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£100m for the victims of HBOS crooks who wrecked small firms for profit and blew millions on yachts and prostitutes

Published in The Daily Mail
7th April 2017


London
The victims of criminal HBOS bankers who wrecked small businesses for a profit are set to share £100million in compensation. Rogue financier Lynden Scourfield was supposed to be in charge of saving struggling companies at the lender's turnaround unit in Reading. But he and cronies instead broke up successful firms to strip their assets, spending the proceeds on sex parties with prostitutes, luxury holidays, watches and a £2million yacht called Powder Monkey.

The 54-year-old and his associates are all in prison – but the entrepreneurs whose livelihoods they destroyed are still waiting to get their money back.

Lloyds, which bought HBOS as it teetered on the edge of collapse in the depths of the financial crisis, has launched a review and set aside £100million to make things right.

Boss Antonio Horta-Osorio said: 'We are absolutely determined that victims of the crimes committed at HBOS Reading are fairly, swiftly and appropriately compensated.  We take responsibility for putting right the wrongs that were committed at HBOS Reading at the time.'

Scourfield forced firms which needed to borrow cash to use his friend David Mills's crooked consultancy business. They used threats and extortion to seize control of businesses, plundering their bank accounts and pocketing massive new loans granted in their name.  The proceeds were blown on living the high life. Scourfield celebrated with luxury holidays, trips on Mills's superyacht and sex with porn star-turned £250-an-hour escort Suzie Best. Meanwhile, scores of middle-class entrepreneurs lost their companies, homes, pensions and even marriages.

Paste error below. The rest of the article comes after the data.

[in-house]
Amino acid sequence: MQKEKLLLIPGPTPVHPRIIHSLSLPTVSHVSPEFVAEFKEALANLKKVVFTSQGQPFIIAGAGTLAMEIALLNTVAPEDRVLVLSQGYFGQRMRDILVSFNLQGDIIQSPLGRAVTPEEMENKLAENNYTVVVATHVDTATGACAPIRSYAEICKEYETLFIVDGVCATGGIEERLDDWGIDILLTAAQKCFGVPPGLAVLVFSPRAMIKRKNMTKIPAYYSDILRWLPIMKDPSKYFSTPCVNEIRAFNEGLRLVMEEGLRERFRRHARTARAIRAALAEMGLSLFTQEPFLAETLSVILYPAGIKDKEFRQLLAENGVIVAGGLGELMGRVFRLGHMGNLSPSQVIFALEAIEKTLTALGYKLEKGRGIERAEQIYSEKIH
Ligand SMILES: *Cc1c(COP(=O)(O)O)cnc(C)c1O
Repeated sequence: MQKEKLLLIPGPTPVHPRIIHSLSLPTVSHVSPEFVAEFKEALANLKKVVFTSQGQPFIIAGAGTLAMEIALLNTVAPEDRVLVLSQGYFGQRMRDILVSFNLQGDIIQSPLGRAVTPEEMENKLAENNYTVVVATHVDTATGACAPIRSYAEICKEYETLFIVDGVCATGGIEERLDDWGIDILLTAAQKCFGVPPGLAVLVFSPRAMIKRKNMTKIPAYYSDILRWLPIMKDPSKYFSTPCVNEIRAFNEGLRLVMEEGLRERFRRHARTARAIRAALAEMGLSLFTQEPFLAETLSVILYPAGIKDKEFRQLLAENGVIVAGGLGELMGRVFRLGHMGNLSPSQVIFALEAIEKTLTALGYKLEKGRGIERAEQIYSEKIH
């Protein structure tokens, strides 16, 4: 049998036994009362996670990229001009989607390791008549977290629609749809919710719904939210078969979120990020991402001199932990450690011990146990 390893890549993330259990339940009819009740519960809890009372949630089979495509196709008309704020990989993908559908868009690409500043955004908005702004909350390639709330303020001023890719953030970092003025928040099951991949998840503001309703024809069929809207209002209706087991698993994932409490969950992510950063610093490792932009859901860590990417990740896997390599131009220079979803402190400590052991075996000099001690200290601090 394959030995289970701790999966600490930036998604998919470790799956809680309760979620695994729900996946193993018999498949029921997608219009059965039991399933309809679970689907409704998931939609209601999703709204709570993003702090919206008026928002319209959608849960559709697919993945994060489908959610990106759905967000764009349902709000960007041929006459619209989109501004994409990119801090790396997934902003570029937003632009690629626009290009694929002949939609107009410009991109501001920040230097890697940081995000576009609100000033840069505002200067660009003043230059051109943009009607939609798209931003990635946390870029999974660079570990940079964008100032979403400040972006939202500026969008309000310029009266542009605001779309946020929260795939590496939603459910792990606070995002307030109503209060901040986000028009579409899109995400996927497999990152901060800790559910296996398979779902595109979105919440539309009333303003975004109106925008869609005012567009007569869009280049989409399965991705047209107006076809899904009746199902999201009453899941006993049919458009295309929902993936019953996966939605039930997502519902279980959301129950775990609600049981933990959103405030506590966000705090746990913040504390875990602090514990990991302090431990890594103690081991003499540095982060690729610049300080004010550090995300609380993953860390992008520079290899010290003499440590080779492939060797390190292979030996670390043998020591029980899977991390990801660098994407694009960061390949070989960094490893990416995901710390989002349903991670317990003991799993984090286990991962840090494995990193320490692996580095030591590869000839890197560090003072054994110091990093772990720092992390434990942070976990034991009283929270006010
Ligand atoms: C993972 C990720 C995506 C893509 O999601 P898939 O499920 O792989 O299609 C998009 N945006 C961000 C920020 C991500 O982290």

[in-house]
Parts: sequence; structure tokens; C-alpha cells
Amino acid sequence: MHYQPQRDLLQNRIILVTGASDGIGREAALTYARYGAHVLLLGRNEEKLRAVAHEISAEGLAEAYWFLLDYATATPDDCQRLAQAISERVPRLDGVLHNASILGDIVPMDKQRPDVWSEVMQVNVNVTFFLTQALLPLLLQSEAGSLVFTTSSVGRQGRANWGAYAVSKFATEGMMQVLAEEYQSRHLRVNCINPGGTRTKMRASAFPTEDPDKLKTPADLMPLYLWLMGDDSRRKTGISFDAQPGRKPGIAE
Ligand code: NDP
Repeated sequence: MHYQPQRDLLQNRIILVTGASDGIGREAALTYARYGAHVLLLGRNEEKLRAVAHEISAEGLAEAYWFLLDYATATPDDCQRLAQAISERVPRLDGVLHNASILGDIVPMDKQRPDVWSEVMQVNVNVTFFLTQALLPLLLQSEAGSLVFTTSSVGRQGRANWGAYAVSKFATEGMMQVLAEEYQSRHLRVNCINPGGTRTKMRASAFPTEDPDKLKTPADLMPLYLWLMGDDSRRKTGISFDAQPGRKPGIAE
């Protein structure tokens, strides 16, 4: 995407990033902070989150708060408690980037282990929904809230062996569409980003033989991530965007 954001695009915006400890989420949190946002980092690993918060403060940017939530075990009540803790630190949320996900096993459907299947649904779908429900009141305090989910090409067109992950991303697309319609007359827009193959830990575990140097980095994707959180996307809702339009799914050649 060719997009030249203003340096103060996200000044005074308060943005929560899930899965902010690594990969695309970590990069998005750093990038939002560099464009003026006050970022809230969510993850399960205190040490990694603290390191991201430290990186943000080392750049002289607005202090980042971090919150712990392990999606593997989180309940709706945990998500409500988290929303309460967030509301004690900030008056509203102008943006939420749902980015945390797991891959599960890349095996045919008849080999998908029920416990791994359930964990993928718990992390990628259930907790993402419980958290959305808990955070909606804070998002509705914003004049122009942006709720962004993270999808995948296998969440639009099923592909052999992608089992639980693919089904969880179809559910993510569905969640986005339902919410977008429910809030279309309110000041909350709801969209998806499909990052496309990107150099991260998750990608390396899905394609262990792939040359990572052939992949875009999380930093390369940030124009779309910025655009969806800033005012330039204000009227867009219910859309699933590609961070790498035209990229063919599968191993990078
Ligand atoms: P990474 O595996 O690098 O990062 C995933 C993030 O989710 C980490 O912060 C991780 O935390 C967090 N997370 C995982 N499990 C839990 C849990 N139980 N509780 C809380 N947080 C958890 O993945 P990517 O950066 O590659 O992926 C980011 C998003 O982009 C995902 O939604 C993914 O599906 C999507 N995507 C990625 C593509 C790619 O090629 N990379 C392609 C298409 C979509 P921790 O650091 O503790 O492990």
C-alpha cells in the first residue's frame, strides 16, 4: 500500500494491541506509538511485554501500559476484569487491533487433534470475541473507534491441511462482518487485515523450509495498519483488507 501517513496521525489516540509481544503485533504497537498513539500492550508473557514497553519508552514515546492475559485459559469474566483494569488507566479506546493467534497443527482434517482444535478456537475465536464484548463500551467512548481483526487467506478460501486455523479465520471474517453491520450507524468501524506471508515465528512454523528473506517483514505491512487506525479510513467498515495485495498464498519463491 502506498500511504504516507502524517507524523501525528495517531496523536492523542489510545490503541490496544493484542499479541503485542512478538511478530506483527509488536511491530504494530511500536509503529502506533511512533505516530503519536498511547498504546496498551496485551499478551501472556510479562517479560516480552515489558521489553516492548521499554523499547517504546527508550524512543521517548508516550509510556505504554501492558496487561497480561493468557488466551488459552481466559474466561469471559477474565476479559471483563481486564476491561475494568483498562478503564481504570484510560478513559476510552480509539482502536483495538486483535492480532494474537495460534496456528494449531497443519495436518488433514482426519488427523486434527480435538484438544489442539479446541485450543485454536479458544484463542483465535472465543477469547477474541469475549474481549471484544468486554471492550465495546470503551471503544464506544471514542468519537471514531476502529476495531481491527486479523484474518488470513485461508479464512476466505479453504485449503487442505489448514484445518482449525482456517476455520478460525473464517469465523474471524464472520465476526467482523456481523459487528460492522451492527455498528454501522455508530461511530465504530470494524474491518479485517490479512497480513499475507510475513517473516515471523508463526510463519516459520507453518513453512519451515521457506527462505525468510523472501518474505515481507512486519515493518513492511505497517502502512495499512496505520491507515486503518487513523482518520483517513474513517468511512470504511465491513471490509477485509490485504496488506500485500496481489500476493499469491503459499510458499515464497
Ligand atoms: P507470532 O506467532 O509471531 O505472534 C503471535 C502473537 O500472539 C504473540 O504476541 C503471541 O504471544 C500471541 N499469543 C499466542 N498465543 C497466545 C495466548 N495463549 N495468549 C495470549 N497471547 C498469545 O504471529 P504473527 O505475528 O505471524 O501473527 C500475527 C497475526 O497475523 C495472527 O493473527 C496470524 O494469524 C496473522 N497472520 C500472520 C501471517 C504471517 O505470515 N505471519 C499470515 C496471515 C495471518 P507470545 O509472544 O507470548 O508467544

The fraud ran from 2003 to 2007, cost Lloyds £245million and may have landed small firms with a bill as high as £1billion.

Scourfield was jailed for 11 years and three months in February while Mills, 60, was given 15 years behind bars.  Also locked up were 73-year-old Michael Bancroft, Mark Dobson, 56, and John Cartwright, 72. Mills's wife Alison, 51, played a major role and was sentenced to three and a half years.

The Financial Conduct Authority watchdog is investigating what happened and the bank is launching its own review chaired by an independent senior lawyer.

On compensation, Lloyds has asked small business expert Professor Russel Griggs to determine who is owed what. Customers targeted will have any remaining debts with the bank written off.

Nikki Turner, who founded victim campaign group SME Alliance after her business was destroyed by the crooks, said it was a step in the right direction but she thought more cash would be needed.